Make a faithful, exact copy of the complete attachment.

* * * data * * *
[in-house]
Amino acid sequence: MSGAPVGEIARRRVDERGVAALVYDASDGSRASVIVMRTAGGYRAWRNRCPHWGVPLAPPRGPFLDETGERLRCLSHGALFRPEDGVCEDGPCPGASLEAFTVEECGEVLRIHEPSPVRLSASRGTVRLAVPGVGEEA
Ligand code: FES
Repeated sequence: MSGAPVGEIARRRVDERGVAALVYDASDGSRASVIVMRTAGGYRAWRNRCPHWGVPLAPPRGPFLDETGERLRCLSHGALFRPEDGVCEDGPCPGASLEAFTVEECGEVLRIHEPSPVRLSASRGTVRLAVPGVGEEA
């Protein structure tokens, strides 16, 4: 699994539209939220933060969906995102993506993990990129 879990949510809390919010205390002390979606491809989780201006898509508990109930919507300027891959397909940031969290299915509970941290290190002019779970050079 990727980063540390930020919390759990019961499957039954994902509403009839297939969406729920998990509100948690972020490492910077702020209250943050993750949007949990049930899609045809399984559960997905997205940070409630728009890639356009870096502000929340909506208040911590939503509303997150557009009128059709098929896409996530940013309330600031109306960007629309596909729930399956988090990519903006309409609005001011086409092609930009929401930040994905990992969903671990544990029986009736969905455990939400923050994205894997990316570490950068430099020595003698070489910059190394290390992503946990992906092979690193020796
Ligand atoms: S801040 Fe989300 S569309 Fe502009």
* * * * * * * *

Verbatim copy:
[in-house]
Amino acid sequence: MSGAPVGEIARRRVDERGVAALVYDASDGSRASVIVMRTAGGYRAWRNRCPHWGVPLAPPRGPFLDETGERLRCLSHGALFRPEDGVCEDGPCPGASLEAFTVEECGEVLRIHEPSPVRLSASRGTVRLAVPGVGEEA
Ligand code: FES
Repeated sequence: MSGAPVGEIARRRVDERGVAALVYDASDGSRASVIVMRTAGGYRAWRNRCPHWGVPLAPPRGPFLDETGERLRCLSHGALFRPEDGVCEDGPCPGASLEAFTVEECGEVLRIHEPSPVRLSASRGTVRLAVPGVGEEA
């Protein structure tokens, strides 16, 4: 699994539209939220933060969906995102993506993990990129 879990949510809390919010205390002390979606491809989780201006898509508990109930919507300027891959397909940031969290299915509970941290290190002019779970050079 990727980063540390930020919390759990019961499957039954994902509403009839297939969406729920998990509100948690972020490492910077702020209250943050993750949007949990049930899609045809399984559960997905997205940070409630728009890639356009870096502000929340909506208040911590939503509303997150557009009128059709098929896409996530940013309330600031109306960007629309596909729930399956988090990519903006309409609005001011086409092609930009929401930040994905990992969903671990544990029986009736969905455990939400923050994205894997990316570490950068430099020595003698070489910059190394290390992503946990992906092979690193020796
Ligand atoms: S801040 Fe989300 S569309 Fe502009």